As Victoria recently gained a new public holiday to satisfy its footy fever, other states are languishing in the "get a paid day off for [insert reason]" stakes.
The appropriately-titled "Friday Before the AFL Grand Final" holiday will fall, surprisingly, on October 2, the Friday before the AFL Grand Final.
It is the second sport-centric holiday to be added to the Victorian calendar -- after Melbourne Cup day, on November 3 -- and brings Victoria's total number of public holidays to 14 in 2015. The entire country enjoys seven national holidays together -- New Year's Day, Australia Day, Good Friday, Easter Monday, Anzac Day, Christmas Day and Boxing Day -- but aside from those, which state or territory gets the best deal on government-sanctioned days off? Who gets the raw end of the deal?
Victoria -- 14 days
Adding on the new AFL-related holiday, Victorians enjoy 14 public holidays this year. They celebrate Labour Day on March 9, seven months before their NSW counterparts do on October 5, and get four consecutive public holidays over the Easter weekend. Tacking on the grand final and Melbourne Cup holidays, Victorians get to celebrate more hours of freedom than anyone else.
Queensland -- 13 days
Queenslanders also have a few unique holidays on the calendar to celebrate the state's agricultural show. Many regional areas of the state have an August 10 or 11 holiday locked in for the Royal Queensland Show, or Ekka, while the Brisbane area celebrates the same holiday on August 12. It's known as People's Day, and the Brisbane holiday is always on a Wednesday as that day is known as the traditional show day for the Brisbane region. Outside of the Ekka, many regional areas of the state have isolated holidays for their own local agricultural shows scattered through the year.
Tasmania -- 13 days
Tasmania's region-specific holidays must play havoc with planning. No fewer than ELEVEN regional holidays are observed through the year, including for agricultural shows in Burnie, Devonport and King Island; the Royal Hobart Regatta; and the Launceston Cup. Tassie also celebrates Labour Day, which they call Eight-Hour Day, alone on March 9; and while the state doesn't recognise Easter Saturday, some workers do get a special day off on Easter Tuesday. Most Tasmanians celebrate a total of 13 holidays in 2015.
Australian Capital Territory -- 13 days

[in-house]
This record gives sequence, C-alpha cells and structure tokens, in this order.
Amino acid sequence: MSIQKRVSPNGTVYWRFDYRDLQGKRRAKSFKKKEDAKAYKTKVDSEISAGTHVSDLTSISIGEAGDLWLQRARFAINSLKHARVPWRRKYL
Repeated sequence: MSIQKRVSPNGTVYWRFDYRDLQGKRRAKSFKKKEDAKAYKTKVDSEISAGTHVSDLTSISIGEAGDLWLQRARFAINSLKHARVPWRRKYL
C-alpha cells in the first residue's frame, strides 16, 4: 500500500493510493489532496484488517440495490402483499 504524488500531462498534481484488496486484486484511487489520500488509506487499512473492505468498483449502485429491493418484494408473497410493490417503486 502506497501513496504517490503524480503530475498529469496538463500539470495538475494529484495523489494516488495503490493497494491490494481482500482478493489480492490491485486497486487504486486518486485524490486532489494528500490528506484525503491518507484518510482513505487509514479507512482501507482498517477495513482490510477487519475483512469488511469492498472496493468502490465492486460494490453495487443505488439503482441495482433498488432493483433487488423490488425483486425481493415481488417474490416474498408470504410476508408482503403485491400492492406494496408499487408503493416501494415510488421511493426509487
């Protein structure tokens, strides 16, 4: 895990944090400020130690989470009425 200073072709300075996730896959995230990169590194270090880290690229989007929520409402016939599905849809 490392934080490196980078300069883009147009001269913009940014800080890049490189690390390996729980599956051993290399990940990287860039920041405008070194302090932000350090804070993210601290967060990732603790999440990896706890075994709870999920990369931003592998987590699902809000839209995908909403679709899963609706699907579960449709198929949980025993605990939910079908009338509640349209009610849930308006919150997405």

The nation's capital has only two special days of its own. Besides New Year's Day, Christmas and the like, the ACT only takes Canberra Day (March 9) and Family and Community Day (September 28) for itself. State government employees also took the ANZAC Day replacement day holiday on April 27.
Western Australia -- 12 days
Western Australians have cause to feel lonely, with their holidays not aligning with the rest of the country. WA doesn't celebrate the Queen's Birthday on the same day as the rest of the country, meaning they are the only state at work on June 8 when the remainder of Australia is having a few drinks in honour of Queen Elizabeth (whose birthday is actually April 21, but that's a different story).
Those in the west do celebrate the Queen's Birthday alone though, on the equally inaccurate date of September 28; some regional areas even celebrate the day in August or July. WA also celebrates Labour Day alone, on March 2. They have only one state-specific holiday in Western Australia Day (June 1), and in 2015 they were also the only state to have a "replacement day" holiday on Monday April 27 for ANZAC Day, which fell on a Saturday.
New South Wales -- 12 days
NSW gets 12 public holidays in 2015; Easter Saturday, Easter Sunday, Queen's Birthday, Labour Day, Boxing Day, and an "additional day" for Boxing Day on Monday December 28 as Boxing Day proper falls on a Saturday (plus one more for certain bank staff, on Bank Holiday August 3). Sadly, there are no NSW-specific holidays, the closest being the Easter Sunday holiday the state shares with only Victoria. The four-day Easter long weekend makes up for things though.
Northern Territory -- 12 days
The Territorians celebrate a number of regional show dates, but don't get much more for their trouble. They celebrate May Day, or Labour Day, alone on May 4, and a number of Show Day holidays through June and July. The Territory also celebrates Picnic Day, their own special holiday on August 3. Those in NT don't get a holiday for their own Territory Day, however; a recent government campaign to make the day a holiday failed. It is the one day of the year where Territorians are legally allowed to buy fireworks -- so it's not all bad news.
South Australia -- 11 full days
A quirk in South Australia's public holiday calendar means residents technically get the fewest days off. But it's good news if you plan to take a holiday over Christmas and the New Year. The South Aussies take a day off on March 9 for Adelaide Cup Day, and another one for the Queen's Birthday (which they call Volunteer's Day) on June 8. It's a long time between holidays after that, with only Labour Day coming between June and Christmas Eve -- a public holiday unique to SA -- albeit only from 7pm to midnight. In fact, from Christmas Eve, SA takes four public holidays in eight days. It celebrates Christmas Eve, Christmas, then its own Proclamation Day on December 28. New Year's Eve is also a unique SA holiday, but again only from 7pm to 12pm. Unfortunately, the South Australians don't get Boxing Day off. Swings and roundabouts, really.
So there we are -- thanks to the new AFL holiday, it's the Victorians who have reason once more to gloat over the rest of the country. First the most liveable city in the world, now the most public holidays in Australia.Suggest a correction